Offering flexible work can help you tap a latent talent pool

The latest figures from the Office of National Statistics tell us that 8.68 million people aged 16-64 are economically inactive in the UK, while at the same time, there are more than 900,000 vacancies across the country. 

Just 1.57 million of those economically inactive people are classified as unemployed, with the rest made up of retirees, students and, increasingly, people who can no longer work due to long-term sickness or their caring responsibilities.

The data tells that 2.6 million people are off work due to long-term illness – the highest figure since records began in 1993 – while a further 1.5 million are off work because they are looking after family or their home.

Perhaps this should be no surprise – the backlogs in the NHS are well-documented and proving stubborn to shift, particularly in the face of continuing industrial action across the health sector. The crisis in our social care sector is deepening and there is still no apparent political will to address it.

What is most concerning about these figures is that it doesn’t have to be this way – more than 600,000 of those classified as economically inactive due to long-term illness would like to go back to work if they could, while the charity Carers UK estimates that 600 people per day quit their job as they can’t manage the juggle between work and care.

The solution long-term must be to get our waiting lists down and improve the provision of care in the social care sector, but it is hard to see either of those happening any time soon.

In the meantime, there is a fantastic opportunity and untapped pool of talent to be tapped into by businesses that can help the people who want to return to work. Too often, it will be rigid conditions or working hours that don’t fit with other responsibilities which lock these people out of the workplace, and that is something that all businesses have the power to change.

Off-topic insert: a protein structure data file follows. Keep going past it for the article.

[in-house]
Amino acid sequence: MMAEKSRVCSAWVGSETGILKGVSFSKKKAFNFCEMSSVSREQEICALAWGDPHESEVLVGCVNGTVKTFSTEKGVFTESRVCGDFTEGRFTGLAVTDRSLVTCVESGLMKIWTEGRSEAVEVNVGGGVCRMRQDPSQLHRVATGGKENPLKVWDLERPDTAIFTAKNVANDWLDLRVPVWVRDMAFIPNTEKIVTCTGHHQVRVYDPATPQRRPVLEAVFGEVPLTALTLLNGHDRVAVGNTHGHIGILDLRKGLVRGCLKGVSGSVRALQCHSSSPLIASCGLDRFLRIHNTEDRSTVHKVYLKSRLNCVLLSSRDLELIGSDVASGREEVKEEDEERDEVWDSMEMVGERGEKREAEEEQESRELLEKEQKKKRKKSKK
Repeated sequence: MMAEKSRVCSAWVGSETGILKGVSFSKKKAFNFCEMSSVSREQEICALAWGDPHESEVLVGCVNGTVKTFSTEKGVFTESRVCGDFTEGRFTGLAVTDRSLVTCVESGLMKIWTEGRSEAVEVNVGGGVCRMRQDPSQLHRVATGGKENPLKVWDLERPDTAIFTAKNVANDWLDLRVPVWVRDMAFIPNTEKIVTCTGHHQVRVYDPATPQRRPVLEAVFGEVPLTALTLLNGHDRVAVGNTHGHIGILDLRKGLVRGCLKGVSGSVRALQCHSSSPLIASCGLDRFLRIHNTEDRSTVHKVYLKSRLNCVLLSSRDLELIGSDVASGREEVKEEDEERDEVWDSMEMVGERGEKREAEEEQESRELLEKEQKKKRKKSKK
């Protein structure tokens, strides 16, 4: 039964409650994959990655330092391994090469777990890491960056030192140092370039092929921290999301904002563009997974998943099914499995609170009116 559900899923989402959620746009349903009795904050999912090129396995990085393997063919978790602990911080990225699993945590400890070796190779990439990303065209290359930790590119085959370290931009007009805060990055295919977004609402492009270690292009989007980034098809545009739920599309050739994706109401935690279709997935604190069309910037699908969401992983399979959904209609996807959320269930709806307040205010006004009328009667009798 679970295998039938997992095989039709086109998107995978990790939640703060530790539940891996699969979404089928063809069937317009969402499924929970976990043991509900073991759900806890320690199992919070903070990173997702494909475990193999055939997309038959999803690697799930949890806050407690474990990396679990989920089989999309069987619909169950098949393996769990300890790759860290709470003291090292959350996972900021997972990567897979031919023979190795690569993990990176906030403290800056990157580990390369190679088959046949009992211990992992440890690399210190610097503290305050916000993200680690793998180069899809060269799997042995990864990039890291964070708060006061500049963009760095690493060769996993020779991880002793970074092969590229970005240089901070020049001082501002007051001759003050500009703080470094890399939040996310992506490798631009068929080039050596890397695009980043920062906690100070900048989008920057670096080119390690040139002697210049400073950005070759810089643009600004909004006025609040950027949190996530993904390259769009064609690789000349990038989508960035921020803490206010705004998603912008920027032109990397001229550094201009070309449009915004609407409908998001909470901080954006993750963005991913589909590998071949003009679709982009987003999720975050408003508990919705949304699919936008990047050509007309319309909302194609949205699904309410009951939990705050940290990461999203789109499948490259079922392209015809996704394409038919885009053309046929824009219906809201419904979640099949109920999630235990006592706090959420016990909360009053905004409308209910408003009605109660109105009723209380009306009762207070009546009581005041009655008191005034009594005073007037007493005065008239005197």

Yes, some roles have requirements which can’t be flexed – if you work in a factory, as a driver or in retail for instance – but the pandemic taught us that many other roles can be flexible, teams can work remotely or part-time, and collaborative working tools can bridge the gap between being physically together.

And it’s what employees want. Research from the Chartered Institute for Personnel and Development found that 71% of workers said having the option of flexible working was important to them, while 66% of companies said embracing flexibility helped them attract and retain staff.

Despite this, just 31% of job adverts in the UK offer flexible working, according to research, and addressing that is one of the reasons why the government passed a Flexible Working Act last year, giving millions of British workers the right to request more flexibility over where and when they work.

With a huge pool of potential talent that wants to work but is currently unable to, thinking about how you can embrace flexibility in your business seems like a no-brainer.

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